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Comment: Re:Well at least they saved the children! (Score 1) 790

Let me get this straight: "It's just our genetic make-up" - the genetic makeup of normal, healthy human beings - to be "driven to breed well below the age of consent" and to have "natural urges [to] look at a child with feelings of lust".

Furthermore, one of the two types of child molester - specifically, the type that isn't mentally ill - "are just normal, otherwise healthy people who have a natural attraction to pubescent children below the age of consent" - just like everybody else!

But unlike other normal, healthy people, who are somehow able to "restrain themselves", the non mentally ill type of child molester just is not very good at repressing those "natural urges". Sadly, this leads to them being "incorrectly labelled paedophiles".

I'm gonna go out on a limb here and say that you're the other type.

Comment: Re:We need (Score 1) 278

by Indigo (#47439313) Attached to: William Binney: NSA Records and Stores 80% of All US Audio Calls

Love it! Understand about the layout, that stuff is hard to get right. It might possibly help to go to a 2-line layout. Maybe upsize the star / flag and use as background. You might consider adding an All-Seeing Eye logo for visual balance and as an attention-getter. Anyway, it's cool that you're taking the time to make these. It may not be an actual campaign, but it's important to get the word out.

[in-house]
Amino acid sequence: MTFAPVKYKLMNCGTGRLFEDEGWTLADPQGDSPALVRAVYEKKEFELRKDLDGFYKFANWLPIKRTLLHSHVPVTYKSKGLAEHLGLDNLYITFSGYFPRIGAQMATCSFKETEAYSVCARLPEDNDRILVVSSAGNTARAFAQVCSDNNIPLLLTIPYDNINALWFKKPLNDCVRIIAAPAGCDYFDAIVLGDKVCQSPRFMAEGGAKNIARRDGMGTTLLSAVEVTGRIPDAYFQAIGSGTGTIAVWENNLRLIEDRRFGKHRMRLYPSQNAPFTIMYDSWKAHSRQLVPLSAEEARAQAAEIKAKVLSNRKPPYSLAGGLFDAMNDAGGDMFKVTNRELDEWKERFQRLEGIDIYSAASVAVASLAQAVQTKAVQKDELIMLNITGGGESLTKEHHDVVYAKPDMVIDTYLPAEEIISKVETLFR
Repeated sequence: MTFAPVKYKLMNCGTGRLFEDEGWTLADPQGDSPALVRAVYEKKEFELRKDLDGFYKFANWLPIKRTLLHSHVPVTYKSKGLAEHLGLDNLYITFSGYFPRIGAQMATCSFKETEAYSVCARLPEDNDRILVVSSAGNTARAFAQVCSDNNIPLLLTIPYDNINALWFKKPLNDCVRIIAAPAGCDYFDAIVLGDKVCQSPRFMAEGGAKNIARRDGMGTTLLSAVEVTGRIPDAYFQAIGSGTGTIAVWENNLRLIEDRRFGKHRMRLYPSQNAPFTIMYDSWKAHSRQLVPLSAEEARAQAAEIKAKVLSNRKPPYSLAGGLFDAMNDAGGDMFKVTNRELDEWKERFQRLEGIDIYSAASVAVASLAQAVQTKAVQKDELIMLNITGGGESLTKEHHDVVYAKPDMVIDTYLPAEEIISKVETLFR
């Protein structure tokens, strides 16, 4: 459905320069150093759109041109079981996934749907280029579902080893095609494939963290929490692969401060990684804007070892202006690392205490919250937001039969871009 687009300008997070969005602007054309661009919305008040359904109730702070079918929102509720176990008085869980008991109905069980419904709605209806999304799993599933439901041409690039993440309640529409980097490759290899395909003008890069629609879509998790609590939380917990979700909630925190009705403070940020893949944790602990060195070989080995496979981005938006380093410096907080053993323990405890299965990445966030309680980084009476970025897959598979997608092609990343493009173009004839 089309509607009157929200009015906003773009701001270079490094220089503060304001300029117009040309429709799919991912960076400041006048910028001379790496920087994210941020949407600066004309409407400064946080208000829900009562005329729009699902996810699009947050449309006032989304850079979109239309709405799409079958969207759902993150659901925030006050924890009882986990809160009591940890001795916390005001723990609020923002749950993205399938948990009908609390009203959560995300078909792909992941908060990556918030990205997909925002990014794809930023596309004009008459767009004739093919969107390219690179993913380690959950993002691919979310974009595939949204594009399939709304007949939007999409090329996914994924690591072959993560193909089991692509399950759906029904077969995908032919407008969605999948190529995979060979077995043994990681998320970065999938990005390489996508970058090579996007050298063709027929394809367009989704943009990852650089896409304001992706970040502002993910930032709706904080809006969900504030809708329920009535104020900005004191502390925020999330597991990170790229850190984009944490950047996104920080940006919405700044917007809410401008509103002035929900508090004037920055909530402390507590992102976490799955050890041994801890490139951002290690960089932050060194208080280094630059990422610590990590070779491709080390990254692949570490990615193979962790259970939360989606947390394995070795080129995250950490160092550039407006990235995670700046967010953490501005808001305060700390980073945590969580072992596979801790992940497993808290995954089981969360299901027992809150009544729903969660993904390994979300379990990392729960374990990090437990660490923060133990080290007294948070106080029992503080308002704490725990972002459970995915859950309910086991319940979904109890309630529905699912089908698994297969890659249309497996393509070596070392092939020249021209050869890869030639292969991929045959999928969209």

Comment: Re:Watermelons! (Score 1) 547

by Indigo (#47304325) Attached to: NOAA: Earth Smashed A Record For Heat In May 2014, Effects To Worsen

I didn't know it was possible to stuff that many conservative hot-button phrases into such a small amount of text. "I don't care if the world's getting hotter, just end the subsidies and get the government out of my way so I can get rich, you damned Oreos, I mean Watermelons." Beautiful. *Slow clap*.

Comment: Re:Isn't hard drive access desirable? (Score 1) 361

by Indigo (#47028267) Attached to: How Firefox Will Handle DRM In HTML

Thanks for that link. It was quite informative after a little additional Googling.

So, Mozilla's CTO / VP for Mobile says that the reason they're implementing DRM in Firefox is that the W3C has enshrined it in a standard, Google and Microsoft are already shipping it, and "not implementing the W3C EME specification means that Firefox users have to switch to other browsers to watch content restricted by DRM" like Netflix, Amazon Video, and Hulu.

In completely unrelated news, Mozilla's business partner Telefonica (TEF) of Spain, which makes FirefoxOS cell phones and either owns or partners with Brazil's iMusica DRM / content streaming business, requested that Open Mobile Alliance Forward Lock DRM be included in FirefoxOS, because their users can't download OMA DRM Forward Lock-protected ringtones, music, and wallpapers without it. The implementation for this is basically in approvals now.